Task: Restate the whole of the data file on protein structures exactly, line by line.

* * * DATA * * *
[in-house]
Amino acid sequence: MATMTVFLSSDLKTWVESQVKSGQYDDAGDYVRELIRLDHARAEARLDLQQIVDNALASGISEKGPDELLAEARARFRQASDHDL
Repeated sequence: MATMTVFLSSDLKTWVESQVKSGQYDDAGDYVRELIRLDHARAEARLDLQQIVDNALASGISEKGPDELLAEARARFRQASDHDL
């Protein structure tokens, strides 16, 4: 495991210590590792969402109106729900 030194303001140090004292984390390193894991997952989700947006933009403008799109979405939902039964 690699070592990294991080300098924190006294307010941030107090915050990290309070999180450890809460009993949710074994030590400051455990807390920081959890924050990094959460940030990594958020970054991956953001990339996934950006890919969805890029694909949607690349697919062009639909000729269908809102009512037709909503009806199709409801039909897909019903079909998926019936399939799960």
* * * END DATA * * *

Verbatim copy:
[in-house]
Amino acid sequence: MATMTVFLSSDLKTWVESQVKSGQYDDAGDYVRELIRLDHARAEARLDLQQIVDNALASGISEKGPDELLAEARARFRQASDHDL
Repeated sequence: MATMTVFLSSDLKTWVESQVKSGQYDDAGDYVRELIRLDHARAEARLDLQQIVDNALASGISEKGPDELLAEARARFRQASDHDL
């Protein structure tokens, strides 16, 4: 495991210590590792969402109106729900 030194303001140090004292984390390193894991997952989700947006933009403008799109979405939902039964 690699070592990294991080300098924190006294307010941030107090915050990290309070999180450890809460009993949710074994030590400051455990807390920081959890924050990094959460940030990594958020970054991956953001990339996934950006890919969805890029694909949607690349697919062009639909000729269908809102009512037709909503009806199709409801039909897909019903079909998926019936399939799960």